Sage (Salvia officinalis) is a perennial woody-stemmed herb which remains evergreen in milder climates and regrows each spring in areas with harsher winters. Sage has long oval-shaped pebbly-textured leaves which give off a heady aroma, which arises from sage's essential oils. These oils are the source of the many benefits of sage tea for lung problems and common respiratory ailments.
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Sage tea is a traditional treatment for sore throats and coughs, reports Dr. Tieraona Low Dog at Integrative Practitioner, an informational website for practitioners of integrative medicine. Traditional use of sage tea for coughs spans the globe. The Ohlone people, indigenous inhabitants of the central coast area of California, used local varieties of sage (Salvia apiana and Salvia melliflera) for cough treatment. A 2006 study of indigenous uses of local medicinal plants in Azad jammu and Kashmir by a researcher at the Department of Botany of the University of Azad jammu and Kashmir, Pakistan, determined that sage leaf tea was being used to treat coughs, colds and sore throats. The Georgetown University Medical Center reports that sage tea is used commonly in Europe for treatment of coughs. As a side benefit, sage tea has been demonstrated in at least one pilot clinical trial to reduce plasma LDL cholesterol and total cholesterol levels, and it is also rich in antioxidants, according to Georgetown University Medical Center.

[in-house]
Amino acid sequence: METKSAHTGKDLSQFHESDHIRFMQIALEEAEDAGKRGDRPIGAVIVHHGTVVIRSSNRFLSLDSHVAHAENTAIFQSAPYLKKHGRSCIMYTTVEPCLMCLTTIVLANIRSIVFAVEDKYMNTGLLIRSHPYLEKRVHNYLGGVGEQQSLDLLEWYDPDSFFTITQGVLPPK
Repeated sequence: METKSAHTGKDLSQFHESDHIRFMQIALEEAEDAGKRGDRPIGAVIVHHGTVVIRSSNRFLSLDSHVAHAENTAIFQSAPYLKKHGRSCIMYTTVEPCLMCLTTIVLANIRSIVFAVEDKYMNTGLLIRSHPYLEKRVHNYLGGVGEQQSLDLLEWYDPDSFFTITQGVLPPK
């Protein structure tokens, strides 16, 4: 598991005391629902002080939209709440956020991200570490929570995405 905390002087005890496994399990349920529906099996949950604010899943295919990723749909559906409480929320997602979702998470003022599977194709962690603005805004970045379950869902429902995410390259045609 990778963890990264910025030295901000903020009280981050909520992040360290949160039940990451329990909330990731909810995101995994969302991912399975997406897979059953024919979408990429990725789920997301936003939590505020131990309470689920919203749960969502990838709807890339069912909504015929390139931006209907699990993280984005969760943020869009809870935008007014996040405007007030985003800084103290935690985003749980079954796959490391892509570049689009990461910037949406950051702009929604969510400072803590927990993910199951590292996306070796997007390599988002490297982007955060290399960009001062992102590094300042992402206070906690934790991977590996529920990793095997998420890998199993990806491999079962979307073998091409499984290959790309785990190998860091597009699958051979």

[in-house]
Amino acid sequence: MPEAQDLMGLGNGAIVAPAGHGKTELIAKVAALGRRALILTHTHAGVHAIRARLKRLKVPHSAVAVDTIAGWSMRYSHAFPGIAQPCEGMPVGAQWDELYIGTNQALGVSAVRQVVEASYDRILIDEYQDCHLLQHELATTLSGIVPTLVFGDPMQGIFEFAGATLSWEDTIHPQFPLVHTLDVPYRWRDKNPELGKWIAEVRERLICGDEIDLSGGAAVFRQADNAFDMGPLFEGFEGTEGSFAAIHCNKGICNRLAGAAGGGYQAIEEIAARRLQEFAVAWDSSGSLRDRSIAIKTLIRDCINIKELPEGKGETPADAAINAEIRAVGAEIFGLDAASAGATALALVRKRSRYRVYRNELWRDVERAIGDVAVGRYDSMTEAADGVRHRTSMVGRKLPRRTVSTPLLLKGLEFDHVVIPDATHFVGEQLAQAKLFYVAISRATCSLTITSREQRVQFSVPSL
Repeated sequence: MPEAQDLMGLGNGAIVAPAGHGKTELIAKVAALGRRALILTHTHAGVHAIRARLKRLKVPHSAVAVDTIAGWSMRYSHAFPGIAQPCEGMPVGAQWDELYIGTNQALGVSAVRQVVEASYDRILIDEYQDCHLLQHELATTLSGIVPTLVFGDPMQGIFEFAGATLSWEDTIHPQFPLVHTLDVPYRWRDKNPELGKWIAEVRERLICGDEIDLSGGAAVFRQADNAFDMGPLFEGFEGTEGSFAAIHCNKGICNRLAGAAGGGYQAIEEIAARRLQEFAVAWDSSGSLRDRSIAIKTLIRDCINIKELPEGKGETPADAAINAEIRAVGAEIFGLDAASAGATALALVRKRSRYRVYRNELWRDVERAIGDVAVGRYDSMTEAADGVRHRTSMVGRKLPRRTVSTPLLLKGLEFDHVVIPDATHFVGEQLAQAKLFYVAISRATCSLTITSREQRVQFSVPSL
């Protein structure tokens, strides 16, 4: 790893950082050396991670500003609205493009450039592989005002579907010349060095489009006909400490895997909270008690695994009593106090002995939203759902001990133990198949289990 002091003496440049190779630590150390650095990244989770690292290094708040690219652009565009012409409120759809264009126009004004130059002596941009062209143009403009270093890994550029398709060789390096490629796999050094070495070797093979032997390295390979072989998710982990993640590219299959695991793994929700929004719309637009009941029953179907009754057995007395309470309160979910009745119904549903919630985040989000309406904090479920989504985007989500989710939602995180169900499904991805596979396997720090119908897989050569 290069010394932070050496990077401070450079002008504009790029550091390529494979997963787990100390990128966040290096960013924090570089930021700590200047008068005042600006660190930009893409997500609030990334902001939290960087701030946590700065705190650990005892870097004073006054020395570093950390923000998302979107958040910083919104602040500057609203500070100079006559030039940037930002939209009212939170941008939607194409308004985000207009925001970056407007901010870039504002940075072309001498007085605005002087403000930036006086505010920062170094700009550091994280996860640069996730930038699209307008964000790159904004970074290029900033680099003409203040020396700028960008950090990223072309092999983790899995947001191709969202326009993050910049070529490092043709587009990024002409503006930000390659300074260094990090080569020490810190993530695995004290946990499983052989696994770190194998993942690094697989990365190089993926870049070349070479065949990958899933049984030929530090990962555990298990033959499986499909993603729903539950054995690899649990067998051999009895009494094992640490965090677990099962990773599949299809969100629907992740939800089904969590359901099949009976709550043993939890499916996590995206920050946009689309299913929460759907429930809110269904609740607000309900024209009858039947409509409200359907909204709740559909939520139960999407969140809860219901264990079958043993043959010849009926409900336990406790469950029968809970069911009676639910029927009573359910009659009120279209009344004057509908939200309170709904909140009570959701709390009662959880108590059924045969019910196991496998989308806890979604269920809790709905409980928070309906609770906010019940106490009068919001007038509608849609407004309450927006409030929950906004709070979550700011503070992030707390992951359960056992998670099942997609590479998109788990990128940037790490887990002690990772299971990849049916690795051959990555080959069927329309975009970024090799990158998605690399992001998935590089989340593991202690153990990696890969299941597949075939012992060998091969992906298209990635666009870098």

Sage is an expectorant which helps expel mucous from the respiratory track, according to Ayurvedic practitioner Vikrama, writing at drvikrama'sfriendlyholisticherbalist. Sage tea is effective even in the severe case of hemoptysis, or hemorrhaging from the lungs brought on by respiratory infection, Dr. Vikrama reports. Salvia officinalis has antibacterial, astringent and antiseptic properties, advises the Georgetown University Medical Center. These properties may account for sage's usefulness in treating lung disorders. Coughing up phlegm or blood may be indicative of a serious health condition, however, so be sure to consult a physician and follow medical advice before engaging in self-treatment with sage tea.
Sinusitis and Lung Congestion
The rich aromatic properties arising from sage's volatile oils of thujone, camphor, terpene and salvene can be put to use by inhaling sage tea's vapors to dispel lung disorders and sinusitis, Dr. Vikrama advises. Crush a handful of fresh sage leaves in between your fingers, place them in a bowl and pour in hot water, then drape a towel over your head and breathe in the fumes. Alternatively, brew a strong pot of sage tea and place it into a bowl or a vaporizer. But avoid sage tea during pregnancy, the Georgetown University Medical Center advises. It may stimulate contractions of the uterine muscles.